Children’s artwork lines the windows of many houses throughout the Elk Valley. Soranne Floarea/ The Free Press

Elk Valley parents are keeping their kids busy during isolation

Numerous activities are popping up around the Elk Valley to keep children entertained at home

While social isolation rewires the nature of most everyday activities, those with children have the added challenge of keeping their young ones entertained. Thankfully, parents throughout the Elk Valley have devised a number of creative ways to ensure their youngsters spirits remain high, and their minds occupied.

In Sparwood, local mother Carmen Weber started a Facebook group called the Sparwood Scavenger Hunt, dedicated to kicking off a town wide scavenger hunt for kids.

In order to participate, homes tape a photo, cut out, or drawing of a shamrock to their window. Then, on their daily socially distanced walk, children search for all the clovers put up around town. As of April 1, the window creations switch to Easter eggs, giving youngsters hours of fun, not only making the new creations, but also searching for them. This being said, people have branched out artistically, and put up everything rom Purple Day signs for epilepsy awareness, jokes, animal photos, birthday greetings, funny faces, and encouraging quotes.

“I have four busy boys between the ages of two and 11, and they have a lot of energy that needs to be spent. So being cooped up in the house everyday tends to result in fighting and bad attitudes, which ends up driving us all batty,” said Weber. “I figured this was an excellent way to get them outside and give them a reason to run around the neighbourhood, while at the same time keeping themselves at an appropriate distance from others.”

Within the first 24 hours of creating the group, Weber noted over 90 shamrocks up in windows all over town. What started as a small initiative with her close friends, has turned into a municipal wide event with more than 220 group members.

“I think the idea took off for a few different reasons. It’s a way of connecting with others and bringing the community together, as well as an excuse to get out and get some exercise. It also gives kids (and adults) something fun they can do while still following social distancing guidelines,” said Weber.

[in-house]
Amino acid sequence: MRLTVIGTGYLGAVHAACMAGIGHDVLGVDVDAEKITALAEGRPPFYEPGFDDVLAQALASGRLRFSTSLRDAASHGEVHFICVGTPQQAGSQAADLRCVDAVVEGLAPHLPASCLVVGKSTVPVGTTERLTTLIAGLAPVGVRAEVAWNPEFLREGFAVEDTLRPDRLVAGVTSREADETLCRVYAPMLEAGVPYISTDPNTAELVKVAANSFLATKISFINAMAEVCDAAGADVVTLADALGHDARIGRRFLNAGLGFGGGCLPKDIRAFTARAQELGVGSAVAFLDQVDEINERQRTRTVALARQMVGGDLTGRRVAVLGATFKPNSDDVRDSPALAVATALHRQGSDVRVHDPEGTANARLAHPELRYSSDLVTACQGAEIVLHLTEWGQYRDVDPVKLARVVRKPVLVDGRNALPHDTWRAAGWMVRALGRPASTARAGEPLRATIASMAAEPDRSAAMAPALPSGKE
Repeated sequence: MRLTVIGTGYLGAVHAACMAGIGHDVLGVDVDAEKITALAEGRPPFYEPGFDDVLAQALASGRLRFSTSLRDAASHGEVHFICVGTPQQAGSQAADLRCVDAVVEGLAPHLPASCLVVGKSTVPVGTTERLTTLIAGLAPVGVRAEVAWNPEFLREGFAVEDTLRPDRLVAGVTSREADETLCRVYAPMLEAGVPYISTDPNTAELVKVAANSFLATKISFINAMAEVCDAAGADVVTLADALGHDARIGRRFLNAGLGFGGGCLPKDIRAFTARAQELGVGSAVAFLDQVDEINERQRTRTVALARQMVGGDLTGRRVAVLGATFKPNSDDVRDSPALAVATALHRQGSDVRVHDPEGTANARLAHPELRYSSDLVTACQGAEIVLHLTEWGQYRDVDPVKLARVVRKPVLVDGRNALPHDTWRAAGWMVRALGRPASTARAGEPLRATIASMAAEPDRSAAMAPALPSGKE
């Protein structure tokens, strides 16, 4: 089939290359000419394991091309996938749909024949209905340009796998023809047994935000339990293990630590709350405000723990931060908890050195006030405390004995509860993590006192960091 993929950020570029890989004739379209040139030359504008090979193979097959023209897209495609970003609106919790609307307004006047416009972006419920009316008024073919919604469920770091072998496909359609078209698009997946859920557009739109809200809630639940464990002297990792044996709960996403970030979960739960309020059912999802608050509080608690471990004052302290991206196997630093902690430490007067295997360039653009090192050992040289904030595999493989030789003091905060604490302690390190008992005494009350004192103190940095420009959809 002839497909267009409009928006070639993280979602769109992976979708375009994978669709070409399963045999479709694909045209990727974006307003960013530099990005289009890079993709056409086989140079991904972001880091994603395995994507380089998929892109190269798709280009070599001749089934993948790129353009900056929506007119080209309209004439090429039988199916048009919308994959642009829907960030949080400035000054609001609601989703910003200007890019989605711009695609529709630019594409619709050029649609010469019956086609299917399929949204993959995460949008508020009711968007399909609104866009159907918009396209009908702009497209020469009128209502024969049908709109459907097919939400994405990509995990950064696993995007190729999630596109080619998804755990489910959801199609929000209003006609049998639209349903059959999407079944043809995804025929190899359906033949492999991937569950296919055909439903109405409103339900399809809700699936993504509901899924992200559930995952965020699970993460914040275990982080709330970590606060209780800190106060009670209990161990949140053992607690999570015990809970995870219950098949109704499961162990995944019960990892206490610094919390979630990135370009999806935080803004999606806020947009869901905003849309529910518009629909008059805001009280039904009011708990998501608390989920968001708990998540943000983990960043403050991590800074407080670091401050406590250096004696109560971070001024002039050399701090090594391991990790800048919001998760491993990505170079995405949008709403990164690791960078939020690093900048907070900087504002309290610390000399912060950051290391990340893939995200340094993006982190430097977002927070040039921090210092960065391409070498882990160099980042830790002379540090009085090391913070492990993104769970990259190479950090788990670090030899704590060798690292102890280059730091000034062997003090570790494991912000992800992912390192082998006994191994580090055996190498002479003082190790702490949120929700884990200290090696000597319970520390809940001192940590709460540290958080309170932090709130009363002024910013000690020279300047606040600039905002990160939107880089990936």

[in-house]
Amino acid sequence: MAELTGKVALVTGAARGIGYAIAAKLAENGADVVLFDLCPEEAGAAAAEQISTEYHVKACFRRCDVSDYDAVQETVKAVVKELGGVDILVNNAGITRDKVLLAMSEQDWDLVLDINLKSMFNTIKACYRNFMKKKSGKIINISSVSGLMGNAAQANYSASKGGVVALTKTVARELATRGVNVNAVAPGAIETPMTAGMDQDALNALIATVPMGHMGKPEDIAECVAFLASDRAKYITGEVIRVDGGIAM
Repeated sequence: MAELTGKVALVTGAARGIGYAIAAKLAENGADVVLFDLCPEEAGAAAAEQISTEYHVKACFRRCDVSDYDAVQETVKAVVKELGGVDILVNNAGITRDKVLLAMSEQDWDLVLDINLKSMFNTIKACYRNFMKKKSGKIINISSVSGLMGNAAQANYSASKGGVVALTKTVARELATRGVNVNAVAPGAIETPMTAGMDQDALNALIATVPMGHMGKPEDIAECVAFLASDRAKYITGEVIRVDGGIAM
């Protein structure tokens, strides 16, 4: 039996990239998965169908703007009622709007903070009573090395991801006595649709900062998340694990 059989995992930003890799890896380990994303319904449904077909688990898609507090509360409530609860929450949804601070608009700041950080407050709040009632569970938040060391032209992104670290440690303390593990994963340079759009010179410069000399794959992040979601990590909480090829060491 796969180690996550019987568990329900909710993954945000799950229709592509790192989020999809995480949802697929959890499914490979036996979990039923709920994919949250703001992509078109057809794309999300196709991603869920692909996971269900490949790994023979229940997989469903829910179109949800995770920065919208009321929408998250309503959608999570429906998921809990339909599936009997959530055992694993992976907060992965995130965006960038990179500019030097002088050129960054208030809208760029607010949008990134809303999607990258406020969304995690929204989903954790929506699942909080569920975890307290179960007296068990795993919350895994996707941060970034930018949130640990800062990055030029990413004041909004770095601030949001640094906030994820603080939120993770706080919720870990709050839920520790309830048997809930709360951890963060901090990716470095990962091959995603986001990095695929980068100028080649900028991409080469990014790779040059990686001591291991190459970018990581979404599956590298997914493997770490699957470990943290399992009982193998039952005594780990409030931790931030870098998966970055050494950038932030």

Other activities Weber recommends doing with energetic children include listening to online radio dramas, playing board games, building Lego, reading out loud, and going on long walks around the block.

Families in Fernie have also jumped on the scavenger hunt bandwagon, with their own Facebook group titled Fernie Easter Egg Hunt with Social Distancing. Similar to Sparwood’s, in order to participate children are to decorate their windows with Easter themed art. After adding their address to a post in the group, they are to search for the decorations put up around town, and share photos of their families out on the hunt.

Another initiative tugging at heartstrings and keeping spirits high is the Birthday Drive Thru Facebook group, started in Sparwood and Elkford. In order to participate, parents make posts letting the community know when their child’s birthday is, and where they live. Those available to celebrate then arrange a specific time and place to meet in their cars. Congregating at the designated location, the celebrators form a convoy, driving over to the birthday child’s house. The honking of horns, holding up of signs, and yelling out of windows brings ample joy to children who otherwise cannot have birthday parties. Sprinkled throughout the Facebook group are tear jerking videos of the party convoys and smiling children.

The group was created by local mother Tiffany Rout, who wanted to find a way to rally the community together to spread love to birthday boys, girls, and their families.

“My son turns 10 in April, and I was gut wrenched thinking about his birthday. Then I had a bunch of cancelled birthday events pop up, and felt horrible for each of them,” said Rout. “I think it’s important that everyone knows we aren’t in this alone. We need to stick together as a community and come out of this as a community, not strangers…I’m a firm believer that social isolation doesn’t mean we can’t connect in other ways.”

Rout has also devised alternative ways to keep her children entertained at this time. Cooking, baking, and connecting over messenger have been helpful activities, as has starting a chore and homework list coupled with an indoor store for her children to spend their hard earned fake money at. Rout also recommends playing socially distant car hide and seek, wherein one gets together with other families to try and find each other throughout town.

Also getting in on the youngster fun is Organic Tan Fernie, who posted an Easter bunny colouring contest on their Facebook page. To enter the contest, children of any age are to colour the print out and like @organictanfernie on social media. Once completed, they are to take a photo of the finished product and post it online with the caption #organictanfernie. The contest runs from March 23 through to April 6, with the first and second place winners receiving $50 and $25 donated e-gift cards to Grow Fernie Children’s Boutique.

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A collage of drawings is taped up on a family home in Fernie. Photos Soranne Floarea/ The Free Press

Kerry Wood and Kaileigh McCallum practice good social distancing techniques by staying at home. Soranne Floarea/ The Free Press

Fernie, Sparwood and Elkford’s windows are covered in scavenger hunt drawings. Soranne Floarea/ The Free Press

A beautiful mural is painted onto a home’s window.

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